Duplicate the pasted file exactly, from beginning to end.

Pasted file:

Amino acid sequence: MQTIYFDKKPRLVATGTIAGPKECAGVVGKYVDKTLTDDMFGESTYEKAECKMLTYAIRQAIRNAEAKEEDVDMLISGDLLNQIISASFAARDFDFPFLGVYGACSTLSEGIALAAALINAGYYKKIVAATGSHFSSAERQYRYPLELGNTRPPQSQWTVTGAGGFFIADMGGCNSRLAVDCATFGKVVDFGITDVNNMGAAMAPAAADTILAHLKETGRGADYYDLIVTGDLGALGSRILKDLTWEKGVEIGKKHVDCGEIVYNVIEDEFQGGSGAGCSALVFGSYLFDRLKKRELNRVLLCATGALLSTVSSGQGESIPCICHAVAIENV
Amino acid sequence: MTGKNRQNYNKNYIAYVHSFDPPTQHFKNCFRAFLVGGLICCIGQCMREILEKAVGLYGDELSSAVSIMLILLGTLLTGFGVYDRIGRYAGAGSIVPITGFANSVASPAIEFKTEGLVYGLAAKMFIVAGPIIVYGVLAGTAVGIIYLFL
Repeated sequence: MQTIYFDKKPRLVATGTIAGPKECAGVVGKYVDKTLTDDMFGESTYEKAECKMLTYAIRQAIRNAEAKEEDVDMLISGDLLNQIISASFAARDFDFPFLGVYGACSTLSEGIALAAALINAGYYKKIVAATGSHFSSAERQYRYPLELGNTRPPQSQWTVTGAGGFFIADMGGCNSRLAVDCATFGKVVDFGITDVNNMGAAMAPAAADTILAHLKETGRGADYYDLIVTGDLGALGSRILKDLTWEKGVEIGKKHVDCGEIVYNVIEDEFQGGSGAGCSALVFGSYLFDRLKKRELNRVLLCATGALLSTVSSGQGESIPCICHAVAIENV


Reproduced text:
Amino acid sequence: MQTIYFDKKPRLVATGTIAGPKECAGVVGKYVDKTLTDDMFGESTYEKAECKMLTYAIRQAIRNAEAKEEDVDMLISGDLLNQIISASFAARDFDFPFLGVYGACSTLSEGIALAAALINAGYYKKIVAATGSHFSSAERQYRYPLELGNTRPPQSQWTVTGAGGFFIADMGGCNSRLAVDCATFGKVVDFGITDVNNMGAAMAPAAADTILAHLKETGRGADYYDLIVTGDLGALGSRILKDLTWEKGVEIGKKHVDCGEIVYNVIEDEFQGGSGAGCSALVFGSYLFDRLKKRELNRVLLCATGALLSTVSSGQGESIPCICHAVAIENV
Amino acid sequence: MTGKNRQNYNKNYIAYVHSFDPPTQHFKNCFRAFLVGGLICCIGQCMREILEKAVGLYGDELSSAVSIMLILLGTLLTGFGVYDRIGRYAGAGSIVPITGFANSVASPAIEFKTEGLVYGLAAKMFIVAGPIIVYGVLAGTAVGIIYLFL
Repeated sequence: MQTIYFDKKPRLVATGTIAGPKECAGVVGKYVDKTLTDDMFGESTYEKAECKMLTYAIRQAIRNAEAKEEDVDMLISGDLLNQIISASFAARDFDFPFLGVYGACSTLSEGIALAAALINAGYYKKIVAATGSHFSSAERQYRYPLELGNTRPPQSQWTVTGAGGFFIADMGGCNSRLAVDCATFGKVVDFGITDVNNMGAAMAPAAADTILAHLKETGRGADYYDLIVTGDLGALGSRILKDLTWEKGVEIGKKHVDCGEIVYNVIEDEFQGGSGAGCSALVFGSYLFDRLKKRELNRVLLCATGALLSTVSSGQGESIPCICHAVAIENV